Once you've made a living trust, there's one more crucial step: formally transferring assets to the trust. This is called "funding the trust"—and if you don't do it, your trust will have no effect on how your property is transferred after your death. The assets you thought would be controlled by the terms of the trust will pass instead under your will or, if you don't leave a will, under state intestate succession law.
It's very common for people to skip the funding step altogether, or to leave out valuable assets. Many people assume, if they hired a lawyer to draft the trust document, that the lawyer will also take care of the funding. But that's not always the case, so be sure to check with the lawyer and be clear about your responsibilities.
If an asset that you want to hold in trust has a document showing who owns it, then you'll need a new ownership (title) document, showing that the asset is now held in trust. Common examples include:
So, if you want to hold your house in your living trust, you'll need to prepare, sign, and record a new deed, showing that the property is held in your trust. If you're making a simple probate-avoidance trust (the most common kind of trust), then you'll transfer the property to yourself in your capacity as trustee. For example, the deed might read: "Jane L. Jacoby hereby quitclaims to Jane L. Jacoby, trustee of the Jane L. Jacoby Revocable Trust dated September 22, 20xx, the following described real property….."
If you want to transfer bank or brokerage accounts to your trust, contact the financial institution and ask that ownership be changed in its records. The institution may ask to see a copy of the trust document, as evidence that the trust actually exists.
If you don't want to share the contents of your trust document, you can probably submit a shortened version. You can also prepare a certificate of trust (sometimes called a memorandum or abstract of trust), which contains basic information about the grantor (the person setting up the trust), the trustee (usually the same person, with a simple revocable trust), and the date the trust was created. Many states have their own rules for what constitutes a certificate of trust; if you follow your state's statutory requirements, institutions in the state must accept your certificate and cannot demand to see the entire document.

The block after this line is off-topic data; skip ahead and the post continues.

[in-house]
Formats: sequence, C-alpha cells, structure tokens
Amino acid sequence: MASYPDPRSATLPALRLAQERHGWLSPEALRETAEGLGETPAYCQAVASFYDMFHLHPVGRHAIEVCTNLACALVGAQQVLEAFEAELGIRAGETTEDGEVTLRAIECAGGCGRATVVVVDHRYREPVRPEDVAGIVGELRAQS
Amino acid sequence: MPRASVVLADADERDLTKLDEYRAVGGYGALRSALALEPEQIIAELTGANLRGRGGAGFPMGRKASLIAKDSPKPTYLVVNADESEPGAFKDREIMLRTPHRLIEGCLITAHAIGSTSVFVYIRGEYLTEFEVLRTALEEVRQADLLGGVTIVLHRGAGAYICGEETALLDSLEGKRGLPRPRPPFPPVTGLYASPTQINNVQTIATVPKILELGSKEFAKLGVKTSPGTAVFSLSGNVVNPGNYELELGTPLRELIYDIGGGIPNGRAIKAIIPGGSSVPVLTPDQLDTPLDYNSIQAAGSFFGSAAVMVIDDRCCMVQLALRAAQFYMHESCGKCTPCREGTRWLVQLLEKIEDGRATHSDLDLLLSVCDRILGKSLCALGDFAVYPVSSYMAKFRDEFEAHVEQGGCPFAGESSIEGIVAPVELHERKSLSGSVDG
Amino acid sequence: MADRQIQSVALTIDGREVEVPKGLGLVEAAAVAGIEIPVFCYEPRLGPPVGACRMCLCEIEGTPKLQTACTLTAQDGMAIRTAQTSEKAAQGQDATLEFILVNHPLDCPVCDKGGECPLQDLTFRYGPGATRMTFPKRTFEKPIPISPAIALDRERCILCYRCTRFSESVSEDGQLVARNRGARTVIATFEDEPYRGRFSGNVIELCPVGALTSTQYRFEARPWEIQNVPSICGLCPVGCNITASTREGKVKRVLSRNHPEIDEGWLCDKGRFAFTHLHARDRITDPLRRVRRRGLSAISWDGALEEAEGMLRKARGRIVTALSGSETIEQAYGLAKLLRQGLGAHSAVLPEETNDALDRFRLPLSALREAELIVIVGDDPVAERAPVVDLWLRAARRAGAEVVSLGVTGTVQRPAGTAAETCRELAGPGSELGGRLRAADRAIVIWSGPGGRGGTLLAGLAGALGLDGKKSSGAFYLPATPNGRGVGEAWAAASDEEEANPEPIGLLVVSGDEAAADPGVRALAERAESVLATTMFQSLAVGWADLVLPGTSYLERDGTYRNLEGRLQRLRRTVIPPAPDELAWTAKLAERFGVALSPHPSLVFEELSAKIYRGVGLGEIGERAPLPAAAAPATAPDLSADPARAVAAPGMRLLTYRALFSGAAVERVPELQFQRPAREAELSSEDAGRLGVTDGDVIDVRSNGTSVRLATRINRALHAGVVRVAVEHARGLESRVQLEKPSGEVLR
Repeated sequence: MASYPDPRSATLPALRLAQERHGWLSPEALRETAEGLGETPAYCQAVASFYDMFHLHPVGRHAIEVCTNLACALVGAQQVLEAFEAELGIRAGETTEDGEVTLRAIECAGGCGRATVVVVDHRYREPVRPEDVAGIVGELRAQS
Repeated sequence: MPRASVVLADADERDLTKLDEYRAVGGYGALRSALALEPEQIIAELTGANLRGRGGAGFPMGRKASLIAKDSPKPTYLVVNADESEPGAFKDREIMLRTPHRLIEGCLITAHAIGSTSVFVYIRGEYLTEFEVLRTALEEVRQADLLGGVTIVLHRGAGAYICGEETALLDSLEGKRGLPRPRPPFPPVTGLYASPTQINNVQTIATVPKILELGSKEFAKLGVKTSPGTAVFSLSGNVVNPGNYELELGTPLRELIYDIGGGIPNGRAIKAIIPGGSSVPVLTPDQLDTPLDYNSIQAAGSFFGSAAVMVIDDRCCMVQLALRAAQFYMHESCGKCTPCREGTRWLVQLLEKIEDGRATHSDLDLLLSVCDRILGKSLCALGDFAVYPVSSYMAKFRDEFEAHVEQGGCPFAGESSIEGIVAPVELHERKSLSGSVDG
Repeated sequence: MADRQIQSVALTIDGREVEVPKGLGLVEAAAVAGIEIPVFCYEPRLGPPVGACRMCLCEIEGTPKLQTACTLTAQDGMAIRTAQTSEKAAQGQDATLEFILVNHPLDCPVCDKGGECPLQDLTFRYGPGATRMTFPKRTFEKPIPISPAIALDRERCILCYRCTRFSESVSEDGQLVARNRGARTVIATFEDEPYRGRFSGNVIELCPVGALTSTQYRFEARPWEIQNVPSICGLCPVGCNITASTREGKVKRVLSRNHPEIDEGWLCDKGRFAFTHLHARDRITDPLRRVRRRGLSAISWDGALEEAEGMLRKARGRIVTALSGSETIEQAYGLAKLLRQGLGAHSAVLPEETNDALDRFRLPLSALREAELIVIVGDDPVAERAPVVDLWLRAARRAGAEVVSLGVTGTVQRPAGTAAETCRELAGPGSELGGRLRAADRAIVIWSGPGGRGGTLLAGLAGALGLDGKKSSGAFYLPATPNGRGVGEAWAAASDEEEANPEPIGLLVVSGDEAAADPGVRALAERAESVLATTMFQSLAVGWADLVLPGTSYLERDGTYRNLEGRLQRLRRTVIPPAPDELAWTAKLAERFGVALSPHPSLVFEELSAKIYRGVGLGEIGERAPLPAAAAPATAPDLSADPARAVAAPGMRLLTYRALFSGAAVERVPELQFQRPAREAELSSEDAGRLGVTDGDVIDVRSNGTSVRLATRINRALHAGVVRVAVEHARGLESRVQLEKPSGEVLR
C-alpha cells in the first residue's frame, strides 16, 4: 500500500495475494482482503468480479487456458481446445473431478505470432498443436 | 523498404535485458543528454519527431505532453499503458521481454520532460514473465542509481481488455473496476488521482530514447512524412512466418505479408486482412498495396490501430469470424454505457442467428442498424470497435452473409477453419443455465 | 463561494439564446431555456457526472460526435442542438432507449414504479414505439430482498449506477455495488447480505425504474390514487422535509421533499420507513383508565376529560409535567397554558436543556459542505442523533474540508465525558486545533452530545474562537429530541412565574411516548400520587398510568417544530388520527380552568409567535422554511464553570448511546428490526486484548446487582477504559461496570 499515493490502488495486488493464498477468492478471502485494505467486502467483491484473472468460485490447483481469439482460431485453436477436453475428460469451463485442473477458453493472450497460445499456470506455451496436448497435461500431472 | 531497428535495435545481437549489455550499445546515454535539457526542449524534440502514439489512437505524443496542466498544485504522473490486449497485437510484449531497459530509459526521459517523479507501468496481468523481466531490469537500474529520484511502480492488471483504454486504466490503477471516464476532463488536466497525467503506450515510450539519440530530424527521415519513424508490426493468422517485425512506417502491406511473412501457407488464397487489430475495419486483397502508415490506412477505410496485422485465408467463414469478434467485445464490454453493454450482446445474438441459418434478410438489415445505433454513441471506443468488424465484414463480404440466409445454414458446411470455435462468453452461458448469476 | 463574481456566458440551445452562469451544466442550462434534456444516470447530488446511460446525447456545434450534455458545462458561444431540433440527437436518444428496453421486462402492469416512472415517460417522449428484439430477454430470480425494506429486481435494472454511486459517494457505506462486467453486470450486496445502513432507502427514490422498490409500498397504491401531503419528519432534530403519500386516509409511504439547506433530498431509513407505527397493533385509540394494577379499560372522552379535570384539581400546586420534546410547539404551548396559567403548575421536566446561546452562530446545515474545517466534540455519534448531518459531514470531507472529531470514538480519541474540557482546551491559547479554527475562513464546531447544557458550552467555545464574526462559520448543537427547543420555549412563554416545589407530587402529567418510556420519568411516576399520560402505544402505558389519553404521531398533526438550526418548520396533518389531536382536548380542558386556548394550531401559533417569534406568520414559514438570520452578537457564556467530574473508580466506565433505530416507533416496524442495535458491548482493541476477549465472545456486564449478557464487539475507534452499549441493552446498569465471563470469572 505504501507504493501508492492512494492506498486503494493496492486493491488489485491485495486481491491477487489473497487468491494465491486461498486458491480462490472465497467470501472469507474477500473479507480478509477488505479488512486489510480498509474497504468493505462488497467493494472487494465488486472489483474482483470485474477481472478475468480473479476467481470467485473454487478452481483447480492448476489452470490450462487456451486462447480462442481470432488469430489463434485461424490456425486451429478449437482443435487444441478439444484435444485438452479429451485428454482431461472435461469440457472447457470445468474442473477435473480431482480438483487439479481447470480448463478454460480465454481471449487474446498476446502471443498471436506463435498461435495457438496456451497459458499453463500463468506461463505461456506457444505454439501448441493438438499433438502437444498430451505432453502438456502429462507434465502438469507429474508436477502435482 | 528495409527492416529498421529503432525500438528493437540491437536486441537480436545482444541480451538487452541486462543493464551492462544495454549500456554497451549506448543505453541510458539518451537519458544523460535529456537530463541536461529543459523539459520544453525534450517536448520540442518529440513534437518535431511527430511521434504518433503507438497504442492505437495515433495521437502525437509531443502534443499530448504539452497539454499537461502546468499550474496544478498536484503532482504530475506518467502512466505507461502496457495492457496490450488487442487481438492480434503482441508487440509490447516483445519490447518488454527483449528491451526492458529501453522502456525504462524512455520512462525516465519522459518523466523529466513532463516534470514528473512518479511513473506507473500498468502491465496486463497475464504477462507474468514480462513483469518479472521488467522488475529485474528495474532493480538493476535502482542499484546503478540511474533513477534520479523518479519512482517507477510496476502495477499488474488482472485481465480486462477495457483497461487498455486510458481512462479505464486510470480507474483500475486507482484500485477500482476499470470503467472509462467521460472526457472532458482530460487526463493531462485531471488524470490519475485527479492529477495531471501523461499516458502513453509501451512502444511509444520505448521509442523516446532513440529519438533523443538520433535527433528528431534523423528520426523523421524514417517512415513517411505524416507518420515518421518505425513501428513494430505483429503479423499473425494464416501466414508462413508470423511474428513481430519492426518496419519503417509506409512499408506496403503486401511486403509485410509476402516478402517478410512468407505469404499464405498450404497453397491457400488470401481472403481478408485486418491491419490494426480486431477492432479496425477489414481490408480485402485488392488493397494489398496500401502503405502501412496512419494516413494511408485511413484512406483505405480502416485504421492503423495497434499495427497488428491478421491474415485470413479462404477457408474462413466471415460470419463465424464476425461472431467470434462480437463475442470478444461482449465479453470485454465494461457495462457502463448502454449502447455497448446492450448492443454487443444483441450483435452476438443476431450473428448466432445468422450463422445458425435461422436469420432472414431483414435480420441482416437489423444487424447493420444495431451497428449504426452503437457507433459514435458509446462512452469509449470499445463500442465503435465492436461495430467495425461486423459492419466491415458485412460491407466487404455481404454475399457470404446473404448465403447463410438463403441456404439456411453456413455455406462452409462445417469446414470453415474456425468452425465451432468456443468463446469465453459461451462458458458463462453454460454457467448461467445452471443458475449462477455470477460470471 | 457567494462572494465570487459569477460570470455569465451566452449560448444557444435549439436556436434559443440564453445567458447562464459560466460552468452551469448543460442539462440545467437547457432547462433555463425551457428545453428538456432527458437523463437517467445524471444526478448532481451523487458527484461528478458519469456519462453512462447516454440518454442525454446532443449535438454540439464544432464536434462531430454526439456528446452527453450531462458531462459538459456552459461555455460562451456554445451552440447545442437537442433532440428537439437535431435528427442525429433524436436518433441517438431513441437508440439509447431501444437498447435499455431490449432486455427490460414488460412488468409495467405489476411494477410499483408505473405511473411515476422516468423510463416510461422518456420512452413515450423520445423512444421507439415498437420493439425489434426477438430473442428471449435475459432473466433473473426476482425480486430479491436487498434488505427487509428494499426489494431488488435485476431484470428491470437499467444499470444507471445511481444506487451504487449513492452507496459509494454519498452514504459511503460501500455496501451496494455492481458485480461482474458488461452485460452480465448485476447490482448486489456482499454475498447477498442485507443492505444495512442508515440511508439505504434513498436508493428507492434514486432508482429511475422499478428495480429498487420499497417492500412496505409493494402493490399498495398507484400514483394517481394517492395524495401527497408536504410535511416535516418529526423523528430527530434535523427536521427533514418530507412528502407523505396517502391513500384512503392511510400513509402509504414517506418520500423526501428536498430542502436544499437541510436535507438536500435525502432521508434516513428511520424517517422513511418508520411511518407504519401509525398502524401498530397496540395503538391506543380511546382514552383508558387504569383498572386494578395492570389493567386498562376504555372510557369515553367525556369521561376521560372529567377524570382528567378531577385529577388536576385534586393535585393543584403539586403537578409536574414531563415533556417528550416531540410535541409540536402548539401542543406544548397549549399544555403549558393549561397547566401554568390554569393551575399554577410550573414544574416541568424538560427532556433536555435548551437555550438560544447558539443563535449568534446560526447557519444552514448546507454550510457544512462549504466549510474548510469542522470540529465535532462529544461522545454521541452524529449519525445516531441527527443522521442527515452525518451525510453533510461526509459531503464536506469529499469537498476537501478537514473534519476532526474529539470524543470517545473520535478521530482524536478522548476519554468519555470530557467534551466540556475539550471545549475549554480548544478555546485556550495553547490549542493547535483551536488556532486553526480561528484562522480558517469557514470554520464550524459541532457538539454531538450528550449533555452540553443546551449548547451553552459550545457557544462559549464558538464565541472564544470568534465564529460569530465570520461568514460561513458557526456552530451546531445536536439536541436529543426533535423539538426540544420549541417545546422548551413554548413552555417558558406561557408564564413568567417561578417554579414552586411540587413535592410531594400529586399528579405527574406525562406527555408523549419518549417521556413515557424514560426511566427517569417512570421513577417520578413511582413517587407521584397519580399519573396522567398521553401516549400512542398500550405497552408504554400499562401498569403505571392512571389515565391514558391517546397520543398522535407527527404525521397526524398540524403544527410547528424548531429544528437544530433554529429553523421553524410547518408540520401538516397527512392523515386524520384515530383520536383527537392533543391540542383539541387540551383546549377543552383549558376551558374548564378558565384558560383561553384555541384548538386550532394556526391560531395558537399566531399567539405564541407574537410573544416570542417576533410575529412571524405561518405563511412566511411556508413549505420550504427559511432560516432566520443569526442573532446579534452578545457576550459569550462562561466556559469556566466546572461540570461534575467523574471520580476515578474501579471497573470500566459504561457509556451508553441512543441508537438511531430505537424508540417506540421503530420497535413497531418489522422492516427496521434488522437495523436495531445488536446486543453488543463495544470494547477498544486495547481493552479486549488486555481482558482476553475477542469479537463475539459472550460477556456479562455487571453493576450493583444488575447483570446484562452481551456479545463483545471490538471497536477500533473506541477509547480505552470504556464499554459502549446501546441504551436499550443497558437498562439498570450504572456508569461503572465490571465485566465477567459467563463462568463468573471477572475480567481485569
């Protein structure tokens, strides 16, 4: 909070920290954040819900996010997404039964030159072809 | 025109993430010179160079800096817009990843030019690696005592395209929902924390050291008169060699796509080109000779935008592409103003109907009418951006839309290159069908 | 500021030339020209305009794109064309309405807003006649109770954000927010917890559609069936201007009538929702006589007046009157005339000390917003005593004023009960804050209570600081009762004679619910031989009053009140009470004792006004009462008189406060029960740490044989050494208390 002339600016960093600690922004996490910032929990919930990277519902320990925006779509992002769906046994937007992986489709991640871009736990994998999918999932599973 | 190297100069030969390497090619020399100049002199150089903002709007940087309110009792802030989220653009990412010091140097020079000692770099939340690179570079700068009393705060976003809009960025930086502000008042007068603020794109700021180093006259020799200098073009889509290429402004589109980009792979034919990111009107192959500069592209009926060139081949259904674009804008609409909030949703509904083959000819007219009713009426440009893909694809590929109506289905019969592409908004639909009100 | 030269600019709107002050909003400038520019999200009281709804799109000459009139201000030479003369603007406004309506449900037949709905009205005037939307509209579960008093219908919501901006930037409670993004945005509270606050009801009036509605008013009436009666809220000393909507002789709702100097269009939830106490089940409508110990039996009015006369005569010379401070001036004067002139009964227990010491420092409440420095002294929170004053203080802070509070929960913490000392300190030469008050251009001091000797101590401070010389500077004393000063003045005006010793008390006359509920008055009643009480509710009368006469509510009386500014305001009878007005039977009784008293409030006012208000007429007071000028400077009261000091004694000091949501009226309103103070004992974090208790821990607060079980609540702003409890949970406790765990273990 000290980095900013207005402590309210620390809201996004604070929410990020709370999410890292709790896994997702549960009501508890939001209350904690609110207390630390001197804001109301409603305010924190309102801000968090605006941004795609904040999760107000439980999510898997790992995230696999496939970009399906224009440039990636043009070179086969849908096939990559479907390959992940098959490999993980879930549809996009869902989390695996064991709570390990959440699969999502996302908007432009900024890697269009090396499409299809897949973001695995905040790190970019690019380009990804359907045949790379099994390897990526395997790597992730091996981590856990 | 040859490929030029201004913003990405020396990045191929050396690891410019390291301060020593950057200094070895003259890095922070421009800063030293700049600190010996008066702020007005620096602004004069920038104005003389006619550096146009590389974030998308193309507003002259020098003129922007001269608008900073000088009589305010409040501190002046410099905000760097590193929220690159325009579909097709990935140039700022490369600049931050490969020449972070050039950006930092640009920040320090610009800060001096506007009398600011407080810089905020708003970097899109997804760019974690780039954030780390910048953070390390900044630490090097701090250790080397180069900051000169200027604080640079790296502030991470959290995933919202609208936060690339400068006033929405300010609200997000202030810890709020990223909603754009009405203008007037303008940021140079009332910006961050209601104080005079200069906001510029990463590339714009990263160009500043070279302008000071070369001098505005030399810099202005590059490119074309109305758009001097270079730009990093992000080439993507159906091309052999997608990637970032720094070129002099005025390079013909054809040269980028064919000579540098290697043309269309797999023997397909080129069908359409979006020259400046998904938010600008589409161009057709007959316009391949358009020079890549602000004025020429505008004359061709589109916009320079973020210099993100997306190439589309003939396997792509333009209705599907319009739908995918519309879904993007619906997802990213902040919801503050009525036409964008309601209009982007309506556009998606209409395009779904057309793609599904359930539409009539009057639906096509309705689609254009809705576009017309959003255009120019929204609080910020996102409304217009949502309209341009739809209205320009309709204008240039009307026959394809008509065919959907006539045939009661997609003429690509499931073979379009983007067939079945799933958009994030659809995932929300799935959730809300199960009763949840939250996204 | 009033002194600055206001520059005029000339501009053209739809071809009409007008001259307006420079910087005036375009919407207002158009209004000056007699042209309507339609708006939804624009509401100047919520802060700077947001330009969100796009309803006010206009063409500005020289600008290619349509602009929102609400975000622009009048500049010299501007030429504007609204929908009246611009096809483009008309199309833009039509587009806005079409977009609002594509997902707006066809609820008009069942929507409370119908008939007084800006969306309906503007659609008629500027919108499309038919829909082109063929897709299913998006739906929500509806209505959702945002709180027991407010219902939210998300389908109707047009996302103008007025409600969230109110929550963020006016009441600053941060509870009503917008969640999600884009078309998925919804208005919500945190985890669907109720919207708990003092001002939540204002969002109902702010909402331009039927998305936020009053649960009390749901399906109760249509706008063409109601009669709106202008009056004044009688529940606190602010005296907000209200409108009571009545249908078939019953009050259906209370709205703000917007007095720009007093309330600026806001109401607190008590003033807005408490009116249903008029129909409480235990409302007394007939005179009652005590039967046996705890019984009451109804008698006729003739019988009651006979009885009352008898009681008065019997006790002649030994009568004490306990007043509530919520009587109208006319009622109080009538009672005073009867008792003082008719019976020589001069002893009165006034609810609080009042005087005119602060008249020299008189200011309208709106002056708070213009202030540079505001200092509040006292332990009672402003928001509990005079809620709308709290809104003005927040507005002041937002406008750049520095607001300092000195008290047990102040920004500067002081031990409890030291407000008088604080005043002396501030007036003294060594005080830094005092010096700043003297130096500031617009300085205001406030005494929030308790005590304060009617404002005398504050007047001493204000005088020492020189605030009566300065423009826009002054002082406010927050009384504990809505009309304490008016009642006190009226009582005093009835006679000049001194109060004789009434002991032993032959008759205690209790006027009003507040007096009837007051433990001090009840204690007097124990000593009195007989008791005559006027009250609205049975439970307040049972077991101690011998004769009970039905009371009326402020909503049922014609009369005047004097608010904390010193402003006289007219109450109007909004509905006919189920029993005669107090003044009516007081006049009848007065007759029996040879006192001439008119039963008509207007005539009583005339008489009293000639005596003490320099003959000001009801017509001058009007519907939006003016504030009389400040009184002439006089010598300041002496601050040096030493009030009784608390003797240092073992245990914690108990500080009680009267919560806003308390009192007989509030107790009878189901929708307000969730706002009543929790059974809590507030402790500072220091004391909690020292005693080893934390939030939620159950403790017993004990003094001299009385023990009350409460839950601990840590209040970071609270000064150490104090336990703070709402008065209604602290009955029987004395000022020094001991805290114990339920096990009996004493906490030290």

Lots of assets, including many valuable ones, don't have official title documents. For example, you might want to hold your furniture or artwork in your trust, or heirlooms that have significant sentimental value. You can do that by listing the items in the trust document (commonly a list, or schedule, of property is attached to the trust document).
If you want to make more of a paper trail, you can create a simple document called an Assignment of Property. It transfers assets from you as an individual to you as trustee of your trust. In some states—New York, for one—such a document is required.